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Sandusky Register Newspaper Archive: March 28, 1940 - Page 1

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Publication: Sandusky Register

Location: Sandusky, Ohio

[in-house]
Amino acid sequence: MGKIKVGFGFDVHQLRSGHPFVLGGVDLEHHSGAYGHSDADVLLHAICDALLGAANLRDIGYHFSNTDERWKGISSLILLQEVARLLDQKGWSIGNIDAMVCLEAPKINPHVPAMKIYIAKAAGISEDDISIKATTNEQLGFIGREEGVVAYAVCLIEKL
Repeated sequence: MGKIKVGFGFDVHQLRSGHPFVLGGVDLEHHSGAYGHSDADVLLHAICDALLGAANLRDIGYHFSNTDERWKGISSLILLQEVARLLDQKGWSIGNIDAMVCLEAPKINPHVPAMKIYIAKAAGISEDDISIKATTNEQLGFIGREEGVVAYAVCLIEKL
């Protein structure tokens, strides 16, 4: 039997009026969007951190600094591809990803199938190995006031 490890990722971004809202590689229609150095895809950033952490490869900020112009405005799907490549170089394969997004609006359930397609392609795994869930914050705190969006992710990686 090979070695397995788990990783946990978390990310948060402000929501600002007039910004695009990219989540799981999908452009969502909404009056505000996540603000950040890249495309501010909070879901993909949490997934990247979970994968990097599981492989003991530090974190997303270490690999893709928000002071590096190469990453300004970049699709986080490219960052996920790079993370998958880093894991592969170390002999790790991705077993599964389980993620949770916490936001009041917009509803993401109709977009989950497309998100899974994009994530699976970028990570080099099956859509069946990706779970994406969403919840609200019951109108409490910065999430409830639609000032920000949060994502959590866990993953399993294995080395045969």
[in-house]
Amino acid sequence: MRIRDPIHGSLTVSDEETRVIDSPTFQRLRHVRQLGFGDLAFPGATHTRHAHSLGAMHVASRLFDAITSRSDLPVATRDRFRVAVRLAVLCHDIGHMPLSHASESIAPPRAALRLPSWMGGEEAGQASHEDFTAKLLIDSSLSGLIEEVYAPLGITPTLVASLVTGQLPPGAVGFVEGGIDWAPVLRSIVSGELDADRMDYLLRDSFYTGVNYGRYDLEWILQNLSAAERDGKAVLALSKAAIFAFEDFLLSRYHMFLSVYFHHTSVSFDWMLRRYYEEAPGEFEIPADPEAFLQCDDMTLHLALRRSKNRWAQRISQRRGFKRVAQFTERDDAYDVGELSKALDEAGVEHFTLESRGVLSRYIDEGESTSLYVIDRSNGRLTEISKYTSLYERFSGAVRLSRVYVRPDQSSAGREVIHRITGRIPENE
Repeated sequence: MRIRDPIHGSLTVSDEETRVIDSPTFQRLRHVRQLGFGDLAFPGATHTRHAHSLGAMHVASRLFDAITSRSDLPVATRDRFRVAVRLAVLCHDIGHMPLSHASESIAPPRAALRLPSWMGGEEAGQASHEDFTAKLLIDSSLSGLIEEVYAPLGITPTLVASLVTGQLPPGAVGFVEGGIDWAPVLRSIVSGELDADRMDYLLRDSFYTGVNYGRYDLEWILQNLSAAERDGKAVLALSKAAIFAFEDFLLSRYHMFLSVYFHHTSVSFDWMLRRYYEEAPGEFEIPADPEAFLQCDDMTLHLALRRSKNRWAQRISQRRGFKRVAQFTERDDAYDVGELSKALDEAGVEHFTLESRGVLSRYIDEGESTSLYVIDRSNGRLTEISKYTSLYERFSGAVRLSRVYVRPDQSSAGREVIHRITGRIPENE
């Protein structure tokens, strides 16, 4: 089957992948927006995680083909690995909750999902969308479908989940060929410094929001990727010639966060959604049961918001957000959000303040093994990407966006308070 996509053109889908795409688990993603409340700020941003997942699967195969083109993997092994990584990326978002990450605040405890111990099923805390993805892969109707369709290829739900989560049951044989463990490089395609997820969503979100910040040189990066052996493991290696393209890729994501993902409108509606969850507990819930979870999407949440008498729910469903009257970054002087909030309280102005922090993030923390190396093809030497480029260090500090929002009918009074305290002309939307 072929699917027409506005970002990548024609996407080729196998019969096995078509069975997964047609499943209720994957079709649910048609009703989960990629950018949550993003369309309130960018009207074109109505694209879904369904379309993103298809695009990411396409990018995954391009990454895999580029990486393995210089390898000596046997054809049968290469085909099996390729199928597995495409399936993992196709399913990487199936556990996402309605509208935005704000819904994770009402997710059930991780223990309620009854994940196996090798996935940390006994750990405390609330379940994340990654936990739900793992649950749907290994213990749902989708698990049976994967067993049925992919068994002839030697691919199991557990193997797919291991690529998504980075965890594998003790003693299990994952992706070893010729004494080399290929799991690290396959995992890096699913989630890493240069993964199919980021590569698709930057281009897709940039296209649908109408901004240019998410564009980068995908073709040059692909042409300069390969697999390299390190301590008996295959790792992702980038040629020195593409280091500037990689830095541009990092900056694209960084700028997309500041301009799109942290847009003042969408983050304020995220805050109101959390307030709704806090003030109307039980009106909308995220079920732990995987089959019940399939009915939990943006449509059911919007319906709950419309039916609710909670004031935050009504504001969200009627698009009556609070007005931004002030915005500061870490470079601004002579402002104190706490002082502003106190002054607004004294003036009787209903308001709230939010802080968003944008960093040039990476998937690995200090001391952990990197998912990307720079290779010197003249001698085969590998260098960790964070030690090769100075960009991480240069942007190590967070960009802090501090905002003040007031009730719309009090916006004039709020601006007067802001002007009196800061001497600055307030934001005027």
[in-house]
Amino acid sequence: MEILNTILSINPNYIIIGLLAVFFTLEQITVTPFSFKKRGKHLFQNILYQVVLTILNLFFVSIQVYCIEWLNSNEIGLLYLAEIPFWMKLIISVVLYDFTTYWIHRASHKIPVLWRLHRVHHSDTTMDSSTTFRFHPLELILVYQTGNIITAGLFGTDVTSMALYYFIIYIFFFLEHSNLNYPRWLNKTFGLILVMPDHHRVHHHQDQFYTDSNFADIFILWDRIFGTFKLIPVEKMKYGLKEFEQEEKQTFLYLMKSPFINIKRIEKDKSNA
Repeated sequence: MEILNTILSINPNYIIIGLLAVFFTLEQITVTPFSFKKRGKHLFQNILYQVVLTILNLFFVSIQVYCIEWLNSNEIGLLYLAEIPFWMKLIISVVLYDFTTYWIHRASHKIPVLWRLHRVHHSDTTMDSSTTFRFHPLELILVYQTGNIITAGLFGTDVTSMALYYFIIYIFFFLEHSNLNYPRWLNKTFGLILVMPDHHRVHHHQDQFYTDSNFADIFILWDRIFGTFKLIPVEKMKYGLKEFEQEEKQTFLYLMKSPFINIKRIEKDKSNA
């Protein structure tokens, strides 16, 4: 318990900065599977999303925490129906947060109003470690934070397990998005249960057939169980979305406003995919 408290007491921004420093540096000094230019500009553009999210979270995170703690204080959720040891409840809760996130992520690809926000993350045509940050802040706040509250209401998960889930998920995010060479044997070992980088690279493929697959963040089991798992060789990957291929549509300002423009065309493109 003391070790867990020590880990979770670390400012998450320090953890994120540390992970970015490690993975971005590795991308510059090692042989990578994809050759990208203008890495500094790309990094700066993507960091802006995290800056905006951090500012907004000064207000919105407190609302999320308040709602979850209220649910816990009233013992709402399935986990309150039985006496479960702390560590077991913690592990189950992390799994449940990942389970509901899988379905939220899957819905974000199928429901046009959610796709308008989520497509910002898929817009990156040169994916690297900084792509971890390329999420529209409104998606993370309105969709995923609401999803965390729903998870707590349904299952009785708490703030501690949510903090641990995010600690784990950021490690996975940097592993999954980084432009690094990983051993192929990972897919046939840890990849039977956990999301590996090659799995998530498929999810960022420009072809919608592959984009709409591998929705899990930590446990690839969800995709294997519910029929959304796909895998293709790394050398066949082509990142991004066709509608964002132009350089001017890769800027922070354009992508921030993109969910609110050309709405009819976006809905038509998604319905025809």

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   Sandusky Register (Newspaper) - March 28, 1940, Sandusky, Ohio                                OOMPLtTt associated PR8 8S (#) R�POftT8 The Sandusky Register Sanduskf>$ oldest Business Institution    is rising on the Pacific coast. During the last 24 hours snows have occurred in the- lake region. Temperatures have risen in the Ohio, the   middle   Mississippi   and   the lower Missouri valleys. The outlook is for light rain or snow Thursday and Friday in the lower lake region and in the south portion of the north Atlantic states ,und for occasional rain In the up-V>r Ohio valley and the north portion of the middle Atlantic states and for showers in the lower Ohio valley. It will be slightly colder on Thursday i� the upper Ohio valley. Temperatures will rise on Friday in the tower lake region. hQCAh pata-Highest temper-ftture yesterday 36; on same date lust year 39; lowest temperature yesterday 38; on same date last year 32; precipitation yesterday 0.75; on same date last year .01; ^humidity: 7:30 a. m. 94, 1:30 p. pi. 91; sun^rjses today �:21; sun e*U> today Bricker Orders Leave No Stone Unturned In Search. COLUMBUS, 0., March 27 (IP)--State officials trying to break the 12-year-old mys tery of Orrville's missing "little boy blue" still cast about for tangible "leads" tonight in a revived investigation. Told by Governor John W. Bricker to "leave no stone unturned," Investigators tracked down numerous clues without getting concrete evidence concerning Melvin Horst who wa3 four years old when he went out to play Dec. 27, 1928, and didn't come back. A quiet Investigation the last six months, said Welfare Director Charles L. Sherwood, has produced "no evidence yet to show that the boy is either alive or dead." But Orrville's mayor, C. Wylle Willa-man, asserted, "we know morlo about this case than has ever been known before." Tips came in from many sources. Including a convict. Investigators spent futtte-^hours^watehlng places the boy was supposed to have been seen. The search extended from coast-to-coast. Officials were disposed to bo close-mouthed, fearful that harm still might befall young Melvtn. Sherwood expressed doubt, though that the boy knew his identity If he were alive. Little credence was given Information from Tony Lafatch of Stark-co, serving a 10 to 25-year term for robbery, since he told five different stories. He said he could solve the mystery if promised a pardon. Two persons were convicted of kidnaping the Horst boy, but wer� retried and acquitted. Mrs. Raymond Horst, mother of the youngster, said she had not been aware - of the state investlga- I tlon and remarked, "ever so often these stories about our boy.. seem, to crop out." She lives near Orr-ville, 40 miles south of Cleveland-  )-\Yil mington and Hamilton police acted quickly on a tip late today and art rested three youths wanted for questioning in the $160 holdup of a West Union huckster and subsequent shooting of a fourth boy who was tossed dying in front of a physician's home. Police Chief Everett Dqwniug and Deputy Sheriff Floyd Foote. both of Wilmington, announced that two of the youths had made full confessions. The third waa not questioned Immediately but all three were taken to Wilmington tonight. Downing said armed roo-hery charges probably would oe filed. Dowjiing mid that their stoiy corroborated a theory that John Baldwin, l.\ the dead youth, waj shot accidentally as an aftermath of the robbery of the huckster, William McKee of West Union. The trio was found in the home of a relative of one. One was biding but the other two were sitting quietly on a bed. They surrendered quietly to Downing, Foot�> and Hamilton detective*, Their confessions, aa quoted by Downing an^ Foote, told this story. They drove from Wilmington tu a stolen car Monday noon and picked up Baldwin, then went out on a country road to wait for Mo-Kee on his rout*. As McKee approached about gun-set, two hid in a ditch, Baldwin remained In the car. and the other pretended to work on the motor McKee stopped ^o offer ht'l:> 'nui (Continued eiftPage ?, Col, |), German Arms Supply Plant Burns In Berlin By PRESTON GROVER BERLIN, March, 88- (Thursday)-(W)-A fiercely blading fire In a cloaely guarded, military supply plant reddened the skies of the thinly Inhabited outskirts of North Berllhi yet early today. Starting late, last night In a wooden warehouse of an industrial jg^|^;,.Wmeltegnfr, six miles from the center at Berlin, the blaze ft*itWp(Jii*fh^^ confined by a great moblli- "t>NB,  " official    Gennan   news . >      �* :-- agency, in reporting the blaze did not mention the name of the plane. Observers, however, said it waa the Bergtnann Eleotriclty Works, which is understood to have been converted to manufacture of war materials. The intense red reflection of the blaze against the clouds and the manner in which it flared up fiercely from time to time causeo observers to believe powder stores were burning. Police secrecy Intensified this belief. DNB, without confirming reports (Continued on Page 7, Col. 4) Canada Victors Given Record Vote Majority OTTAWA, March 27 (IF)-Prime Minister W. L. MacKenzle King's liberal government piled up the largest parliamentary majority In Canadian history today as scattered returns from yesterday's general election gave still further support to the government's conduct of the war against Germany. With only five seats Btill in doubt and one to be filled by a deferred election, the Liberals had won 177 of the 245 seats' in the house of commons. Furthermore, Liberal candidates were leading in each of the five undecided elections. The National Government party, principal opposition group, which Includes the Conservative party, won only 38 seats- The other two opposition groups,, the Cooperative Commonwealth Federation and the New Democracy party, won 8 and 7 seats respectively, The remaining nine seats went to scattered minor parties. The previous record majority was that held by the MacKenzie King government in the parliament which the prime minister dissolved on Jan. 25-169 seats. sextet musical fare Comedian Harmonists Close Civic Music Group Season The Comedian Harmonists, a sextet, combined modern swing and "hep" with balanced harmony In closing the concert season of the Civic Music Association In the Junior High school last night- Between 500 and 600 attended the program which varied in types of number from Overture "'Poet And Peasant", by F- Von Suppe, to 'Ni'ght and Day", a Coie Porter selection. Clowning by the performers added to the variety of the pro- Mercury Hits 36 Degree High Cloudy weather *Hh not much change In temperature waa forecast for today by Weatherman C. C. Cooper as a heavy snow which fell yesterday remained oti the streets as deep slush, causing much discomfort, especially for pedestrians. The mercury hovered near the freezing point through the day, hitting a high of only 36 after having dropped to 28 in the morning. At 7:30 p. tn. the temperature was 33. The snow, which totaled about three Inches, combined with a light rain which fell all afternoon and evening, left precipitation totaling three-quarters of an inch by 7:30 � in-Moderate to fresh easterly winds were forecast in the lake area for today after ,a shift from southeasterly, which brought the snow and rain. Only a few minor accidents were reported in the city and county as the result of the blinding snowstorm during the morning and the slippery condition of the streets and highway*, Novelty numbers drew much applause in the first part of the program, which consisted of four parts. The numbers were "Whistle While You Work" and "Tipitin". In the "Creole Love Call' by Duke Ellington the Humorists parodied a jazz orchestra- Playing of imaginary musical instrument with tones of the voice was realistically done. Third part numbers consisted of "Hungarian Dance No. 5," Johannes Brahms; ''Outer Mond, Du Gehst So Stille." folk song: "Danny Boy," Brahms; "Cradle Song"^Hrahma_anjl "Minuet In G." Beethoven- The latter drew expressions of appreciation. Comedy reached its height In the closing numbers. "Poet and Peasant" as played by an amateur orchestrd was presented and "Pepita ' by A. Miller, a burlesque serenade, showed the versatality of the group and individuals. "In a Persian Market." by A. Ketelbey was the encore. During the Intennission the association balloted for 10 directors. Ballots will be counted later, according to Oeorge Beare, chairman of the nominating committee. Five of the Harmonists were natives of Austria and one Polish. Their next concert will be In Philadelphia. 'Sidney. Australia, is now listed as their permanent home. House Group Puts O.K. On Sales Policy By REO 1NORAHAM WASHINGTON, March 27 (/f) - The administration's new policy of releasing late model warplanes for export wnn the general approval of an inquiring House committee today, and American manufacturers immediately prepared to handle prospective allied orders totalling $1,000,000,000. Secretary of War Woodring. explaining and defending the policy before the House military committee, asserted It had been formulated by the War Department "without coercion or pressure from anyone." "As long as I am Secretary of War. I am not going to be pushed around," he assured the committee bluntly, in denying he had had any "friction" with Secretary of the Treasury Morgenthau over sale of planes to the allies. Chairman May (D-Ky) squelched an attempt by Representative Anderson (D-Mo) to have Woodring answer a question as to whether Morgenthau and Ambassador William C. Bullitt had "sold" President Roosevelt the Idea of letting the allies have all the planes they would buy. After hearing Woodring. Louis Johnson, assistant secretary of war, and General George C. Marshall, army chief of staff, endorse the revamped policy unqualifiedly. Urges Peace VATICAN CITY, March 27 (;P)_jPope Pius XII retir-ated his wishes for peace today In greeting 4,000 pilgrims, including 600 newlywed couples, at the first of his weekly audiences since the Lent holiday. "Not a few peoples today-have lost peace because their prophets and their rulers turned from God and His Christ," the Pontiff said in reminding his audience that peace comes from God rather than the efforts of men. (Continued on Page % Col. 4) FIND NO TRACE OF DISABLED SHIPJICTIMS Canadians Seek Mall Plane Reported Down Near Pelee.4! LBAMINOT ON, Onfc, March 27 (iB-Rescue pa(C ties which braved Lake Ekif ice today in an attempt to afd three persons reported farced down in a cabin mail plane be* tween Point Pelee and Pelee Island, returned to shore tonight empty-handed. They reported having found *&* trace of plane or occupants. Tow Higgins, pilot and owner ct tbe plane, was believed to have twt passengers aboard. Further search was abandoned: for the night, but another plan* was ready to take off at daybreafc^ to try to spot any one marooned on the ice, Snow fell most of the day eg the bleak point which Juts far mt#i Lake Erie from the Ontario ahore*^ The weather made It difficult *c>� airplane searchers and lmposstbt^l for shore observers to see what! had happened.' One searching plane pilot froqd> Windsor reported seeing what a* -believed to be the mail plane daZ I I. committee members generally expressed satisfaction with it, although no vote waa taken. Meantime, a score of plane manufacturers conferred with a Presidential committee appointed to coordinate domestic and foreign airplane orders. Afterward.' the conferees issued a statement saying: "There was general agreement that large additional foreign orders can be handled in a manner affording complete protection to our national interest and to the satisfaction of the airplane industry." Woodring told the committee that in view of the Increased productive capacity of the industry, it was "not only permissible but advisable" for the government to accept delay In the delivery of some of the planes no won order so as to take advantage of any improvements that might be developed. He stressed that the war in Europe had provided a "critical service test" for American planes, of which this country should take full advantage. Justice Fixes Truck Driver's Bond At $5,000 Harold M. Malott, 34, Bradner. charged with second degree manslaughter In the traffic death of four conservation camp enrollecs waa arraigned before Justice Edward Pfistner yesterday after loon, who placed him un''er $5,0'n bond and set hearing for April 4. Malott was charged with seconi degree manslaughter by Sheriff W-S. Souter and Prosecutor Peter Catrl after an exhaustive invest1-gatlon had been made into the accident which occurred early Monday morning. Malott was driviug a truck which crashed into the rear of a light sport coupe in which six Cleveland youths were returning to Camp Seneca near Attica. Besides the four dead two were injured. The manslaughter charge wast based ou three counts, Prosecutor Catrl said. Malott is accused o.* driving In such a manner he could not stop within the assured clear distance ahead, driving too fast and driving without regard for the safety of others legally using the highway. ALL PHONES OUT        ; In attempting to check; early stories and rumors on the airplane crash off Point Pelee yes-i terday afternoon* Register re�v porters found that all telephone,' communications with all islands in Lake Erie had been disrupted-' No telephone service is avail-' able to Kelleys. Put-In Bay� Middle Bass or Pelee islands, due to broken cables which parted duff-; big ice breakups m..r^the. lake hv the last few days- ' -, *W The only communication witty the islands now possible is by air' and mall The Northern OnliS Telephone Co. at Sort , Clintbtlr through which Put-m Ml*-^ die Bass and Kelteya island caJlS are handled, reported the- WneiP may be out as long as two meksv yet. Wanderer In Many Lands Being Held, Check Entry Forty-tight ruuud trips to South America, four to Bermuda and one to Europe were Just a few of the travels ubout which Joseph Tivinan. 37, Syracuse. N- V.. told police and United States immigration officers in the city jail yesterday afternoon- Tlvlnan was picked up by Patrol-mau Robert Traver shortly' after noon yesterday and charged with being a suspicious person When Tivluau claimed he was u British subject having been bom in Bermuda and recently swore allegiance in Canada to Great Britain, pallet called In immigration officers from Port Clinton. After questioning. Tlviuuu was taken to Detroit. Mich- where ha ttlli t>v ht-ld until o/fidak have ak opportunity to check his story, The Immigration officers said Tivinan will be deported to Canada, if he is found to be a British subject, on a charge of an illegal entry into thla country about a year ago? There is a question as to Ttvin&u's birthplace, officials said When told that he would probably be put In the army if deported to Canada, Tivinan mid he would w�i� come the chance to serv* Qreat Britain. Bis fingerprints w��� W^a fe* police and forwarded to Waahiofton, d. e Patrolman Traver and Paul Hiag-hols a t*w montBs ago picked up  man who had illegally entered thh? country from Canada,, He has feMA returned and placed la war servtiei* the ice about six or eight mileji; out. No sign of life oould \be detected. Makes Dally Trips The plane makes daily trips he*/, tween the Island and th^>, point. Reports from .the Island�, Indlcabjd It was forced down or oraahed soon , after leaving for. the mainland M*-. the 18-mile flight. ^   ( A pickle  plant at Jjwaisug^ sounded its big steam whistle-w regular Intervals to gtUd�:-the. tlms toward the mainland if-thal^. should attempt to cross "the fearij-^ Teh rescue parties were equlpp&jt^�' >|| with   boats   which   they puah^^??^| across the ice.   Considerable, ones^'   ''9 water hampered the search. . . ^L^lSI Bay Bridge Tf Given Regis!$efirw First reports of the missing plant were received by The Hegtgtor fcjcirxl Fred Gray. Bay Bridge store own�a>* $1- shortly after 8 p. n>. who said TmT *"7l had heard a short a^QujMepag�|. "'m concerning the plana during '�V\W broadcast by Vai Clare of'^Wo*^ CKLW in Windsor, Out       ' $,%y J. Clare stated word had Just #88sJ'/J received by telephone from lSftMP�^'i ington that the Plane w�,wj$�g;*^ missing and advised UstonftJHT',�f > notify Coast Guard* and nwmfjfijm^-., immediately in order that Ota saar^^1^ might Btart. ' ' Franklin Scboenwolf. chief w*0f$5 >f inlst's mate at the Marblehead Coaft Guard station, a friend of Pilot' TOfla -Higgins. contacted a Mra-Henry, ieV friend living- near the XrfajaalngtM*; airport by way of PetrolV Wh#:vSmk formed him two planes were w*ltf*j|3, on the field for a clearing; 1ft .vUJg? ^ bility before takrng off in saa>eJB�^;: the missing shin, , ,J The Leamington woman:,e^,;j^dd^|eg him two rowhoate had put out " Leamington manned by erewa. rescuers la an attempt to locate *VT plane. ' - Reports to The Register Indicate the plane may have lands I on ahaeit^H ice between four  and  ftv�  *MM^ south of Leamington,   near   f^P^ Pelee. southeast of Leamlairtaa. -' ^ The plane's normal route. hatWfilW^ (Ooutluued on Page. T, Gql, New* torn waxri*W Ofittflr tries is subject tft ewwwniM^I it may sonietlmBB ha mla* leading. It i* $fcalf ^* duty of every not  BeWmifc' btaagfllf m'4 LOOK Ml RisaaMtta* . f wtirfSM Ada 11 Court ftaugft